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Marriage Eulogy

Ty Supancic, Esq.Fifty years after a divorce, the children and grandchildren of the original divorcing couple will believe a story about why their parents and grandparents divorced, what kind of people they were, and what aftermath or legacy they left behind. A couple going through a divorce have the opportunity to write that story. By writing that story, and by keeping that story in mind, they can guide their actions and decisions in such a way that the story can become a sort of self-fulfilling prophecy.

The exercise of having divorcing couples write a “Joint Divorce Story” is not a new idea. Ron has been recommending it to his clients for years. Unfortunately, few ever take the time to engage in this useful exercise. Oftentimes they confuse the Joint Divorce Story with a mission statement or their short-term goals. The exercise might be more easily understood if it is renamed “The Marriage Eulogy”.

When planning their future, a couple dreams about what their married life will be like. When divorce ends a marriage, that powerful dream dies. Couples going through divorce really are witnessing the death of an entity. Psychology informs us that children witnessing the divorce of their parents may be as devastated as a parent losing a child.

A eulogy is not something scrawled in haste. It is not something we compose in our heads while driving. A good eulogy is something we craft and hone and polish so that the result is powerful and evocative. We are trying to sum up the essence of an entire being in a few succinct words. The Marriage Eulogy should be written in such a manner.

When couples are not ready to write a joint eulogy, I suggest they write individual eulogies to exchange and reflect on individually. Knowing how your ex-spouse wants your marriage to be remembered by their grandchildren can be a powerful thing.

One might tread more softly and be more thoughtful if mindful of what history will say about them and their life. “I can’t think about my ex in that way yet! It’s too soon.” Okay, but you could write a fairy tale about how a divorce would be remembered. That is a powerful starting place. If we all were to conduct ourselves in accordance with the values and motives of a fairytale hero or heroine, we would all find ourselves kinder, gentler, nobler, and wiser as a result.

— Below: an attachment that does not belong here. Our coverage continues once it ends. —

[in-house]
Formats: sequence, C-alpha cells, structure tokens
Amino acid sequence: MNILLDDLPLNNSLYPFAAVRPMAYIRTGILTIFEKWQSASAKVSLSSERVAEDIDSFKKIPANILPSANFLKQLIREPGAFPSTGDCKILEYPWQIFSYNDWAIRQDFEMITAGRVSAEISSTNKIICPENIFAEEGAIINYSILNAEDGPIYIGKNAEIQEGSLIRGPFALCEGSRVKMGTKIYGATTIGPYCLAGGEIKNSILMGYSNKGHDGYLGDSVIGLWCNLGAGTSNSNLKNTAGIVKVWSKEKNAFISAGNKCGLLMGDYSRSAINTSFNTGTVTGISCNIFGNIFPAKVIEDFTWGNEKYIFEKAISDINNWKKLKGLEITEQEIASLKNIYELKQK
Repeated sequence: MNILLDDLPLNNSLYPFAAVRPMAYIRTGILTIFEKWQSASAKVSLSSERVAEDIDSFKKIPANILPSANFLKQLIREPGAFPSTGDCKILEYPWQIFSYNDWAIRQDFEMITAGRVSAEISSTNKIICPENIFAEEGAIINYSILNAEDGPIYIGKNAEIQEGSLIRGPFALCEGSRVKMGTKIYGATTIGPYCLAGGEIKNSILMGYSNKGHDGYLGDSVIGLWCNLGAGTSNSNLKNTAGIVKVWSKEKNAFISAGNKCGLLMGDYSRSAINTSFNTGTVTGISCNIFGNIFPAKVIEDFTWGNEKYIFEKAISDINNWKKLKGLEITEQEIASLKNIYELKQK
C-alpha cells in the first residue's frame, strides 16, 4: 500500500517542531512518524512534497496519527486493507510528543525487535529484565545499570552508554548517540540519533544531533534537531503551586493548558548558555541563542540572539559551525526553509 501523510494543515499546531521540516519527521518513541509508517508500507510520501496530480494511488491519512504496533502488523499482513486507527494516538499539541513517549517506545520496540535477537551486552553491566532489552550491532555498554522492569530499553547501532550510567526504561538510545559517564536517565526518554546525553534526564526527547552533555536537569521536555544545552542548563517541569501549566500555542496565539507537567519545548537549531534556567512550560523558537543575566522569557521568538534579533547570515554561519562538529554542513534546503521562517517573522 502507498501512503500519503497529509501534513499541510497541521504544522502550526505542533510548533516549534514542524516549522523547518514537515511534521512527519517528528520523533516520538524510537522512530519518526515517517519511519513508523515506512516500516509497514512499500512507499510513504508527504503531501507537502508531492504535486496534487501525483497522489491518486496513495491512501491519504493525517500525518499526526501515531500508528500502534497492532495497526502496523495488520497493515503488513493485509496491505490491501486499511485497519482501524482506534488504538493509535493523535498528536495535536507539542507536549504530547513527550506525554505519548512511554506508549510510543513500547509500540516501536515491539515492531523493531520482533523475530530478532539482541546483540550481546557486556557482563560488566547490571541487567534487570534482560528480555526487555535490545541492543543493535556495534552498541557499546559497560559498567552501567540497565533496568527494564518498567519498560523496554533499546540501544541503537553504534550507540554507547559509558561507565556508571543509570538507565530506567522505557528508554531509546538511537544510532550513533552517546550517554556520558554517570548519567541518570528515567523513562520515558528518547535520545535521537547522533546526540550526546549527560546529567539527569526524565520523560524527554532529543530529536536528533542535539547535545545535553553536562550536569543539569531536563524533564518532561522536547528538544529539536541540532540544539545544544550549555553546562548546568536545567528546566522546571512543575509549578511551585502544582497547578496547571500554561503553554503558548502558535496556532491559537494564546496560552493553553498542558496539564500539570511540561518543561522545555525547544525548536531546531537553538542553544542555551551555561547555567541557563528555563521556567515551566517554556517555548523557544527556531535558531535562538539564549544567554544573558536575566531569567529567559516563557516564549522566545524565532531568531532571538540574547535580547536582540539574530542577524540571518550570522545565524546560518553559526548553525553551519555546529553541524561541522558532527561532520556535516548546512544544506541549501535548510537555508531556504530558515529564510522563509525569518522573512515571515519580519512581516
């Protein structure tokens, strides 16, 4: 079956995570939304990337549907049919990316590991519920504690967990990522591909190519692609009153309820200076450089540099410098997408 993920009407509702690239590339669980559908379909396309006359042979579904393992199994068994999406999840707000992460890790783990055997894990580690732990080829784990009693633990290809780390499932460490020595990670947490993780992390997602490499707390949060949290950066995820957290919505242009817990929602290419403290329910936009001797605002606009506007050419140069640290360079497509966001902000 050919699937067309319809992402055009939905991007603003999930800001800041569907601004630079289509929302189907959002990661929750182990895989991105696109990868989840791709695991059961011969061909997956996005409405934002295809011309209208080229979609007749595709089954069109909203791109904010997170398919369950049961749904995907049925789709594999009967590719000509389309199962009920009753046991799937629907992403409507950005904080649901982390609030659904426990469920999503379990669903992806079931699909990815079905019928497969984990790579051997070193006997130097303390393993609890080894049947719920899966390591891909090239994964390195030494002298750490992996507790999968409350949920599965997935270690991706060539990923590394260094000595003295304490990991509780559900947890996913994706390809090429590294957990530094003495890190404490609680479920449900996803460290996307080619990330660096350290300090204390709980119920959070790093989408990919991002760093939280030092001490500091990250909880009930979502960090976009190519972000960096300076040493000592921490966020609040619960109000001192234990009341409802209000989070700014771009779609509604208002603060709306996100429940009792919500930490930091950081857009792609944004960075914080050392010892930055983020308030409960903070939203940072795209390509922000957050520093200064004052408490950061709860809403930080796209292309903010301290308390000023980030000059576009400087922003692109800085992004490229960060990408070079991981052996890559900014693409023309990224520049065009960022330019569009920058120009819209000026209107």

If you or someone you know has questions about divorce or another family law topic, please remember that our free Second Saturday Divorce Workshop is this Saturday, June 10 from 10AM to 12PM at our Woodland Hills office. For more info, visit www.thelawcollaborative.com/secondsaturday.htm or call (818)348-6700 to RSVP.

Ty Supancic, Esq.

Hold Onto Your Hat

photo by RaidersLight via PhotoRee

This article by J. Richard Kulerski, a Chicago based divorce lawyer, is brilliant. What he says in this article we’ve been saying for years. Hallelujah, Mr. Kulerski.

From Hold Onto Your Hat: Introducing the New Way to Divorce:

The public is displeased with the divorce legal system, and sees it as too complicated, lengthy, and costly. The argument is that the system should satisfy society’s needs, not frustrate them. Heck, many soon-to-be exes are now spending more on their divorce than they did on their wedding. We need to change how we divorce, but the problem lies in figuring out what to change it to.

This is not as impossible as it sounds, but it does require our doing the last thing on earth that we want to do: treat our soon-to-be ex and their settlement position with respect and understanding. This does not mean being weak; it means being smart. Listening to their side of the story is the cheapest concession we can make.

This is the civilized approach to divorce. It calls for us to behave at our best, at a time in our lives when we are inclined to act at our worst. Up to now, we have felt entitled to act at our worst, and the result has been disastrous.

Read the full article…